Working Less Is More Productive

Most of us are familiar with the importance of time management and possibly have taken a couple of helpful courses on the subject. After all, lawyers are working longer and longer hours making them more susceptible to burnout. The problem is, no matter how well one manages time, it is a finite resource (anyone out there who has discovered how to have 25 hours in a day please share!). Energy, on the other hand, can be expanded and replenished. Burnout is when the demands on you outweigh your available resources, so anything that expands your internal resources can be helpful. How can that be done, you ask? Well, join me in the next paragraph to find out.

Simply put, one answer is to incorporate “micro-breaks” - small replenishing practices, throughout your day, every day. They can be simple and free or inexpensive. Examples include: 

  • looking away from your screen and out the window for 30 seconds (while doing that, you can also identify a few things that you see and hear.)
  • listening to music
  • standing up and stretching
  • making your favourite hot beverage
  • walking outside (and using the stairs to get there)
  • connecting with a colleague

Small breaks help us mindfully upkeep our well-being throughout the day and encourage long-lasting changes. The emphasis is on repetition so it’s important to come up with a prompt or trigger to make these behaviours routine. One way to do that is to set regular reminders on your phone.

Micro-self care is often a one person activity so here’s another recommendation to bolster your well-being plan. As corporations have boards of directors to guide important decisions, you can enlist a group of trusted individuals to be on your “well-being board.” This group is invested in your best interests and each person can have a different skill set to offer. Some may provide their presence when you solely need to vent, while others could be better problem solvers. Some are lawyers and others are outside the law. Having folks who are not lawyers is important since your law colleagues may have unhealthy views on what is “normal” based on the culture in which they are ensconced.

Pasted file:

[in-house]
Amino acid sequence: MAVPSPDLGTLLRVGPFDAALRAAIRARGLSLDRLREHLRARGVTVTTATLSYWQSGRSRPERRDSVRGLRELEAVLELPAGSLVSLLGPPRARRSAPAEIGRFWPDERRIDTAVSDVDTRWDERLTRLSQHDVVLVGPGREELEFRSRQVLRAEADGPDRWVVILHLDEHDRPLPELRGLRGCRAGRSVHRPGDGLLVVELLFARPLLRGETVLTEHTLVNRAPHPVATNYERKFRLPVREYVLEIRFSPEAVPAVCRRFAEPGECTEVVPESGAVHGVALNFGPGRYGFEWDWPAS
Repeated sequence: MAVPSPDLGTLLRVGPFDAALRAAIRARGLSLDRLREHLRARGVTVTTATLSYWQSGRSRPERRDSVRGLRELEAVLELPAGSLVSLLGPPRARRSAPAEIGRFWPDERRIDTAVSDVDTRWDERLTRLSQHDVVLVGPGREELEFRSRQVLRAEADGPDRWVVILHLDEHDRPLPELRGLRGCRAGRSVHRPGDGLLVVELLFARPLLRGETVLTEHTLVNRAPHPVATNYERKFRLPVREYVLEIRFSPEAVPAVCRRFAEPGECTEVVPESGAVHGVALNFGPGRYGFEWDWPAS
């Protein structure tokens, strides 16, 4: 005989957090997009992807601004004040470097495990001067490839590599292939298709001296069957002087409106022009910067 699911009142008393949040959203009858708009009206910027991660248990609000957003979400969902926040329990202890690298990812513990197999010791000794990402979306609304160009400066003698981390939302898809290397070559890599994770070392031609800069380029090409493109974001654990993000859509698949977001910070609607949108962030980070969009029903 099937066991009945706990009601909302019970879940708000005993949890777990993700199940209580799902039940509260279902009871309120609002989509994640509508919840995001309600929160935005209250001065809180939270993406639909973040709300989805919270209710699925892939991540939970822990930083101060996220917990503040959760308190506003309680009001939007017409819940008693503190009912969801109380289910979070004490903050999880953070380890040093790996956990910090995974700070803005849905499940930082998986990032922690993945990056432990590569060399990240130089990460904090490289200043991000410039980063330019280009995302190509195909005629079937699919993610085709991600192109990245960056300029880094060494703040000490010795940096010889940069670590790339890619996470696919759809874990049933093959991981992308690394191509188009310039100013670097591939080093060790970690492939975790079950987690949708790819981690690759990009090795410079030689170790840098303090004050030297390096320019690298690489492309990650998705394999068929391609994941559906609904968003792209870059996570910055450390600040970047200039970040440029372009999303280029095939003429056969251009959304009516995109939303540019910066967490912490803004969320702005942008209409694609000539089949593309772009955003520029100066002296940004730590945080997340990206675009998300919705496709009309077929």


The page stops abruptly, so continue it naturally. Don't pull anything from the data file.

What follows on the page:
Another suggestion is to keep track of your personal and professional energy replenishers and depleters. In other words, identify the roles, tasks, activities and relationships that positively or negatively impact your energy. For example, while reviewing your calendar at the beginning of a work day you notice there is a meeting with a client who tends to leave you drained at its conclusion. Therefore, it’s a good idea to identify something you can do to replenish yourself after the meeting. It could be one of those “micro-break” activities you identified earlier. Also, if possible (your schedule can often be out of your control), avoid scheduling two energy draining events back to back. You can proactively schedule energy replenishers as well and not just as a reaction to an energy-draining event.

So, remember to take the “less is more” approach to work, take breaks and schedule energy replenishers throughout your day. You will feel better and be more productive.

Michael Kahn
Michael Kahn, M.Ed.,JD joined LAPBC in 2019.